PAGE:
The Florida Democratic Party filed a lawsuit in the wee hours of Sunday morning seeking to somehow extend voting before Election Day.
The lawsuit, filed in Miami federal court, argues that an emergency judge's order is necessary to "extend voting opportunities" before Tuesday, including allowing voters to cast absentee ballots in person at supervisor of elections' offices -- something already allowed under state law. Voters can turn in their ballots through 7 p.m. Tuesday.
In Miami-Dade, voters can request an absentee ballot in person, and turn it in, between 1 p.m. and 5 p.m. Sunday, between 8 a.m. and 5 p.m. Monday, and between 8 a.m. and 7 p.m. Tuesday at the elections headquarters at 2700 NW 87th Ave., Doral.
It's unclear exactly what more a court could do at this point. The lawsuit does not ask the court to order all early-voting sites to re-open.
An attorney for the Miami-Dade supervisor of elections' office, one of the parties sued in the case, filed a motion responding to the lawsuit saying the case is moot to the county because it already allows for in-person absentee voting.
According to the lawsuit, "inadequate polling facilities" in Miami-Dade, Broward and Palm Beach counties led to lines in some cases between six and seven hours long -- longer than elsewhere in the state, the lawsuit says.
"The extraordinarily long lines deterred or prevented voters from waiting to vote. Some voters left the polling sites upon learning of the expected wait, and others refused to line up altogether," the lawsuit says. "These long lines and extreme delays unduly and unjustifiably burdened the right to vote."
The lawsuit cites requests made to Gov. Rick Scott to extend voting hours by executive authority. Scott said Thursday night he would not extend the hours, following requests from Democrats and Democratic-leaning groups.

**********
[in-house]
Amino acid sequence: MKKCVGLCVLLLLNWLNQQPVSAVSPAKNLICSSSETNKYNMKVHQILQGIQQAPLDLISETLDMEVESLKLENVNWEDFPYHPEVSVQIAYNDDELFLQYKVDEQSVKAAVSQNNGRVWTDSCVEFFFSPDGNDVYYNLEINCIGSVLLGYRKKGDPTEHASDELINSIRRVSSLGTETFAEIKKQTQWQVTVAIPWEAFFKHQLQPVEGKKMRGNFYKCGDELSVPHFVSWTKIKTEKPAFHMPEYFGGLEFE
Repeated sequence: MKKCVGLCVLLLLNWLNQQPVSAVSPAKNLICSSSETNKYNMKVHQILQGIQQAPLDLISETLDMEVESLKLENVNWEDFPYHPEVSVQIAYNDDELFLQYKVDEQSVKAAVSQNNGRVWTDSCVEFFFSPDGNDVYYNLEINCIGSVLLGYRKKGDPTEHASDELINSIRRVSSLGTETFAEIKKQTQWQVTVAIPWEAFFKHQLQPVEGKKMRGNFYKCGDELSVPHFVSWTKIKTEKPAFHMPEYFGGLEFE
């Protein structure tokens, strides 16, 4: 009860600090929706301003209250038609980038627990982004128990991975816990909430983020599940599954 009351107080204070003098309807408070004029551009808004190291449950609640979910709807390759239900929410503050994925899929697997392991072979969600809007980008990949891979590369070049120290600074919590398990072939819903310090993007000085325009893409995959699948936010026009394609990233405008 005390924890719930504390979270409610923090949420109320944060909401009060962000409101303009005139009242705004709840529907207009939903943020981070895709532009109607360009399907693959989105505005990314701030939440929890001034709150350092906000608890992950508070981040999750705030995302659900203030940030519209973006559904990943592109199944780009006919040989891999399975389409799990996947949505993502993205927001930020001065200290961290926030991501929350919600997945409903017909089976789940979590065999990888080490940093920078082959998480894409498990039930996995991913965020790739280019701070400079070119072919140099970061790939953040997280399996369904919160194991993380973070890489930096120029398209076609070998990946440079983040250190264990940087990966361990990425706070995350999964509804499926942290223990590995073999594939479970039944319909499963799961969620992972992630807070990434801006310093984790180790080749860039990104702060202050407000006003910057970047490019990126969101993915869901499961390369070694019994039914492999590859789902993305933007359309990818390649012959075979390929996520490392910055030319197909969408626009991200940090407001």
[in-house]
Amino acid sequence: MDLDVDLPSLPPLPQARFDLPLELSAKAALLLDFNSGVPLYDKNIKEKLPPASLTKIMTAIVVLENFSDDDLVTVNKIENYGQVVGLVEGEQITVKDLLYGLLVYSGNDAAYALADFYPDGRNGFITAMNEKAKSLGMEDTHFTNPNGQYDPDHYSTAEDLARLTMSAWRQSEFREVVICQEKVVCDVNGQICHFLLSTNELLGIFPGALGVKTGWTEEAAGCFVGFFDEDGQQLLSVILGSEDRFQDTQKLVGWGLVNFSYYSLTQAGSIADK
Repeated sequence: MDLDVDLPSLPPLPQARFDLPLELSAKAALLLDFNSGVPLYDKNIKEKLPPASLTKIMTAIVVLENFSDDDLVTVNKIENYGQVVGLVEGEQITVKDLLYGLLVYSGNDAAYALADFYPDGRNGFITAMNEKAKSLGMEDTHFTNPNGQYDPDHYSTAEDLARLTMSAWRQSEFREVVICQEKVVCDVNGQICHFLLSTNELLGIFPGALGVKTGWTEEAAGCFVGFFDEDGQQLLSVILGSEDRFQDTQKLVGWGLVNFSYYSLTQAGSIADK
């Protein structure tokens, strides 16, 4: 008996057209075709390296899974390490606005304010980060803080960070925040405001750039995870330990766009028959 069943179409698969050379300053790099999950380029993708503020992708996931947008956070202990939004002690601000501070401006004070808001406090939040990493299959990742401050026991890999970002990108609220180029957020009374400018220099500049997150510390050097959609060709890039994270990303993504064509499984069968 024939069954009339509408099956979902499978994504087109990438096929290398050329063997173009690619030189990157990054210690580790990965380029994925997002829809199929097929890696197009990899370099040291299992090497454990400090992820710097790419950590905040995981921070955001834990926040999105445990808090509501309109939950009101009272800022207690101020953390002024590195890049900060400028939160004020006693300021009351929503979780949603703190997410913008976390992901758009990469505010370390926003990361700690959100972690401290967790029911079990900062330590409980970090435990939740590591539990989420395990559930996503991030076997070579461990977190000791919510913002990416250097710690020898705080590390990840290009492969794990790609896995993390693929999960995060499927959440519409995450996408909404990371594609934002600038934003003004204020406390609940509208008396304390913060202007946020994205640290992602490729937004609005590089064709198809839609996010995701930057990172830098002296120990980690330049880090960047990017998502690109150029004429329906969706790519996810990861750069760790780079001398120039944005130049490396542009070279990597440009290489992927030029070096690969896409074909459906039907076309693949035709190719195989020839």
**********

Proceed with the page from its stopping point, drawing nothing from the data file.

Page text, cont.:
On Friday, Monroe County Elections Supervisor Harry Sawyer Jr., a Republican, sent the governor a letter asking for more hours. Florida Secretary of State Ken Detzner responded that the reports he was receiving from elections supervisors across the state were positive about early voting.
Scott, a Republican, signed a law last year reducing the number of early-voting days to eight from 14 and eliminating voting on the Sunday before Election Day, which Democrats used to turn out supporters in 2008. The new law guarantees one Sunday of early voting.
The number of maximum hours offered stayed the same on the books, but four years ago, then-Gov. Charlie Crist effectively extended early voting by another 24 hours.
The lawsuit sues Detzner, along with three elections supervisors: Penelope Townsley of Miami-Dade, Brenda Snipes of Broward and Susan Bucher of Palm Beach. The Florida Democratic Party has hired some big-name attorneys: Kendall Coffey, Michael Olin, Bruce Rogow and Seth Miles.
In a statement, party chairman Rod Smith issued a statement blaming the GOP-controlled Legislature for passing the law reducing the number of early-voting days.
"Because of Gov. Scott's refusal to follow precedent and extend early voting hours in the face of unprecedented voter turnout in South Florida, we are requesting in federal court that more Floridians have a meaningful chance to early vote," Smith said.
**The headline on this post has been changed to better reflect what the Florida Democratic Party is asking for in its lawsuit. The lawsuit does not specifically ask for more early-voting hours.